' They were going to send a helicopter first but that was grounded so they sent two ambulance jeeps with two midwives. I was petrified. Two more ambulances were waiting at Ballycarney, they couldn't get to where we were but the jeep could,' she said. The emergency personnel, instead of transferring the expectant mum into an ambulance, felt that the jeep was a safer way for her to travel.

' The driver was brilliant. He crossed into the middle of the road when he had to, and when it was safe, to get us there. We only skidded past the entrance of the hospital,' she smiled, adding that teams of doctors and nurses were ready at the hospital entrance to greet her.

'It must have taken them about an hour and fifteen minutes to get from Wexford to the house. I thought they would never arrive. I was having contractions every four minutes. It was five past six when I rang, and it was half seven when the jeep got to the house,' she said.

Mandy was immediately rushed in by ' the gang of doctors and nurses' who got her into theatre for an emergency section. 'It was just an unbelievable experience. Thank God they are all thriving,' she said. The triplets were born happy and healthy with Aaron arriving first at 8.53 a.m., weighing in at 4.4 lbs, followed by Finn at 8.56 a.m. at 4.1lbs and finally baby Ryan at 8.57 a.m. at 3.5 lbs. Mandy only remembers waking up in the recovery room, while her husband John missed the whole thing as it took him an hour and a half to follow them down to the hospital in the road conditions.

The triplets were all happy and healthy on Thursday, and while they will probably be in hospital until after Christmas because of their premature arrival, are 'doing really, really well'. The triplets are younger brothers for the John and Mandy's daughter Chloe, who was also born in Wexford General nine years ago this Tuesday. 'Chloe's birthday is on Tuesday. It's a busy December,' smiled Mandy.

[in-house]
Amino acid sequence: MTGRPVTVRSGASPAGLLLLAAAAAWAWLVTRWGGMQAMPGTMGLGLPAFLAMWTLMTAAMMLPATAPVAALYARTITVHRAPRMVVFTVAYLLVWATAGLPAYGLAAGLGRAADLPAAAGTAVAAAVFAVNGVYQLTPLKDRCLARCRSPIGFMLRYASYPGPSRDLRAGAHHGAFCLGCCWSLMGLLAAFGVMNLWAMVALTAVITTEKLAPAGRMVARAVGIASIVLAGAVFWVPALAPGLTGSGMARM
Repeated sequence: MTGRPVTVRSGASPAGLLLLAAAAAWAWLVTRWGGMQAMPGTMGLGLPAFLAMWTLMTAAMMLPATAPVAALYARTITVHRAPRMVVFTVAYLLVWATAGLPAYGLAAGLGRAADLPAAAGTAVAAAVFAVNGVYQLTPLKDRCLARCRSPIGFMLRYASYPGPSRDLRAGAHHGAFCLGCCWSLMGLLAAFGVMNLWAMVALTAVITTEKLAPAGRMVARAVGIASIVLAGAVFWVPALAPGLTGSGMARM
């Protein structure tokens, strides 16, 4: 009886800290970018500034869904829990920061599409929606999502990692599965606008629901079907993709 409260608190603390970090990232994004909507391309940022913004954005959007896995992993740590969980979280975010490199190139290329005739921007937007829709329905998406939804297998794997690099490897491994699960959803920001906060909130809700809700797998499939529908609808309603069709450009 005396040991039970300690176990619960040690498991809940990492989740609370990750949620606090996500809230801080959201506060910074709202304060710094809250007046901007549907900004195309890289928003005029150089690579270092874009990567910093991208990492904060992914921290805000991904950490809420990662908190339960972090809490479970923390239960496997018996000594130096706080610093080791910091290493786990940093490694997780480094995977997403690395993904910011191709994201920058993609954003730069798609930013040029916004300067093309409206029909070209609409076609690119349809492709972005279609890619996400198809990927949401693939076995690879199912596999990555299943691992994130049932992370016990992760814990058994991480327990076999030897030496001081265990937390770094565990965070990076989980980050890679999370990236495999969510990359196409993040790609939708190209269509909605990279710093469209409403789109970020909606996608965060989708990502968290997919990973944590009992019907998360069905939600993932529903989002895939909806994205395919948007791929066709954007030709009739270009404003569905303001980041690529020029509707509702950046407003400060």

Mandy originially hails from Dublin,

while her husband John is from Enniscorthy. The family lived in Ferns for a period, but have been based out of Ballindaggin for the last six years.

The relieved new mum said the dramatic arrival of her snow babies certainly was eventful, and the continuing weather caused added stress for the extended family. 'My mother is in Dublin and she was in tears on the phone today (Thursday) because she couldn't get down. She tried to get the train, but there was a gas explosion on O'Connell Street so she couldn't even get the train because the whole city centre was shut down,' she said.

Mandy has only the highest praise for the maternity unit of Wexford General Hospital, who she believes did an exceptional job.

' The maternity doctors and all of the staff in this hospital are absolutely fantastic. I've always said it, ever since I had Chloe here,' she said.

She was also critical of any plans to down scale maternity in Wexford.

'What would I have done if they weren't here? I certainly wouldn't have made it to Waterford. The staff and doctors at Wexford are absolutely fantastic. Full marks to them,' she said.